Welfare reform cut child poverty in half. What will President Biden’s American Rescue Plan do?

The federal government will soon start sending monthly checks totaling up to $300 per child to middle- and low-income families. President Biden promises this policy — part of the recently passed American Rescue Plan — will cut child poverty in half in the US. Some have described the plan as “the most far-reaching anti-poverty legislation in more than 50 years” and “the biggest antipoverty effort in a generation.” Ironically, President Biden’s plan actually undermines our nation’s most effective anti-poverty programs— welfare reform and the earned income tax credit (EITC),  which actually have cut child poverty in half over the past three decades.

Poverty scholars have historically relied on the official poverty measure to evaluate US anti-poverty policies. But the official poverty measure is severely flawed because it discounts many government payments to poor families, such as food assistance and refundable tax credits, which have increased in size dramatically in recent years. As a result, when scholars look to the official poverty measure they fail to recognize the large and sustained declines in poverty that have materialized in this country, most notably after policy reforms in the 1990s.  

The Supplemental Poverty Measure — which accounts for government benefits — presents a very different story. In fact, the often-cited National Academies of Science Roadmap to Reducing Child Poverty found dramatic poverty reductions between the early 1990s and 2016 when using the Supplemental Poverty Measure. Economists Bruce Meyer (an AEI vising scholar) and James Sullivan found similar trends using a consumption-based poverty measure, as did Richard Burkhauser (another AEI visiting scholar) and his co-authors using a “full-income” poverty measure. These trends led the authors of the Roadmap to Reducing Child Poverty to state clearly (page 57):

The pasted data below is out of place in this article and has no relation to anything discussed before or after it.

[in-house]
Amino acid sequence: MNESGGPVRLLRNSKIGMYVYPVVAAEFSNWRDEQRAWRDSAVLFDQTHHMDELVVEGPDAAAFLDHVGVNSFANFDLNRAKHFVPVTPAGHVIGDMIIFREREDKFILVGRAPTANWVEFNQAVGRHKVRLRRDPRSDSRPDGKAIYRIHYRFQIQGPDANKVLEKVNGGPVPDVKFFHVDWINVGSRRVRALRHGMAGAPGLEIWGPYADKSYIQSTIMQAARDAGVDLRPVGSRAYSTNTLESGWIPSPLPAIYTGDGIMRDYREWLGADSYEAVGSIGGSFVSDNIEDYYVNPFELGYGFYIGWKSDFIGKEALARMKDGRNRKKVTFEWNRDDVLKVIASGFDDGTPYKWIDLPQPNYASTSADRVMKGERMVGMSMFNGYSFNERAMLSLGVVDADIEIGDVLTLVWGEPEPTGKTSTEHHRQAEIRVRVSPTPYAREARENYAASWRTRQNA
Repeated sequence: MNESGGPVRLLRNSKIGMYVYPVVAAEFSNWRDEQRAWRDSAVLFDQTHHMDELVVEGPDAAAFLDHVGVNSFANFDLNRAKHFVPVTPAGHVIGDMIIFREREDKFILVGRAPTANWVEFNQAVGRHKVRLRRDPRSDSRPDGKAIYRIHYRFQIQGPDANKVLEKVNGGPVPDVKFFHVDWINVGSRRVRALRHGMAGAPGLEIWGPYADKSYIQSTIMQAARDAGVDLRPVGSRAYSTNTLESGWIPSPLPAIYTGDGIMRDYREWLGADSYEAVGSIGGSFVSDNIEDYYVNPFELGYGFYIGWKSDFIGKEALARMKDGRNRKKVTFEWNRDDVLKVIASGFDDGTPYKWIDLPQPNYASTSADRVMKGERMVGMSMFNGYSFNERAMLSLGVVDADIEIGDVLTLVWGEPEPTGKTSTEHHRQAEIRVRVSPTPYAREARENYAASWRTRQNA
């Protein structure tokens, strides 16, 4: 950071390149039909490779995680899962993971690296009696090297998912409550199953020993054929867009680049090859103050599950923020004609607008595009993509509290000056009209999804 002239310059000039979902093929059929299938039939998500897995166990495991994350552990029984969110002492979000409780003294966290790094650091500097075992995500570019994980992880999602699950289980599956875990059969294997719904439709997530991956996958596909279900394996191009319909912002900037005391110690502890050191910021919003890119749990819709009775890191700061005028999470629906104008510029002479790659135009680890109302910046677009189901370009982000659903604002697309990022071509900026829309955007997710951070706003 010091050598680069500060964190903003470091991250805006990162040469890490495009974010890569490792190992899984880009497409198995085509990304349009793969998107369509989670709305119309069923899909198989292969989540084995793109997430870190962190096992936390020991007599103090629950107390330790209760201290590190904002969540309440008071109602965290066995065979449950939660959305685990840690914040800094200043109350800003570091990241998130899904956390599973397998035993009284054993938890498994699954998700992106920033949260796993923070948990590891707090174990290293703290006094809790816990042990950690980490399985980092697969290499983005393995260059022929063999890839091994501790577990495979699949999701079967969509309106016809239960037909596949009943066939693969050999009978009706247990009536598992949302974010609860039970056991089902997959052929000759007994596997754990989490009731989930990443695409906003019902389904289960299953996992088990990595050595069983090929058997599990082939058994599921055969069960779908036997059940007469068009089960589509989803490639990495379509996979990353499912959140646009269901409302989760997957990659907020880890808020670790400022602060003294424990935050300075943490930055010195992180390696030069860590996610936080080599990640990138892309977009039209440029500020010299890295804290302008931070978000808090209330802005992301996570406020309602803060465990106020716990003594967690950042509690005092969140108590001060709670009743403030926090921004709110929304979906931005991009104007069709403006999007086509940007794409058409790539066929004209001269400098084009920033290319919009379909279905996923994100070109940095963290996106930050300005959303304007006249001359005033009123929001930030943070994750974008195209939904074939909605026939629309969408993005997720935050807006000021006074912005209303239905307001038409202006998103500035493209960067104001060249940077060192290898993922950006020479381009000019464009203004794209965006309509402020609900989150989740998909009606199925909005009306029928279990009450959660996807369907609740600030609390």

“When measured by the Official Poverty Measure, poverty rates changed very little between 1967 and 2016; by contrast, when measured by the anchored Supplemental Poverty Measure (SPM), they fell by nearly half over that period, due to the increases in government benefits.” 

As shown in the figure above from the Roadmap to Reducing Child Poverty, child poverty rates only began to fall after the welfare reforms of the 1990s, when Congress conditioned government assistance on work and increased government benefits to supplement earnings. Expansions to the EITC in the 1990s made it one of the most effective anti-poverty programs in the US, supplementing the earnings of working families based on the number of dependent children in the household. This cash payment was only available for families with earnings, subsequently increasing work rates among single mothers — the group most at risk for poverty — and cutting child poverty.

Recent research from Princeton economist Henrik Kleven suggests that these employment gains might only have been possible in the context of welfare reform, which conditioned government assistance on employment among other things. All of this points to something that used to be widely accepted by people on the left and right: Government assistance plus work is a winning combination.        

Yet, despite the success of policy changes from the 1990s, some still characterize President Biden’s CTC expansion as uniquely poised to reduce child poverty: “If it were to be made permanent, it would be the most important anti-poverty program for children in our history.” This not only fails to acknowledge the success of the 1990s reforms, but it also directly contradicts the lessons learned. The expanded CTC reduces the work incentive in the current package of refundable tax credits, while weakening existing programs that condition assistance on work.

Safety net reforms in the 1990s cut poverty in half for children in the United States. Policymakers and scholars should be more willing to acknowledge this reality and build upon our country’s policy successes, not roll them back. The American Rescue Plan may be “Ending the End of Welfare as We Knew It”.  Time will tell if this translates to meaningful reductions in child poverty.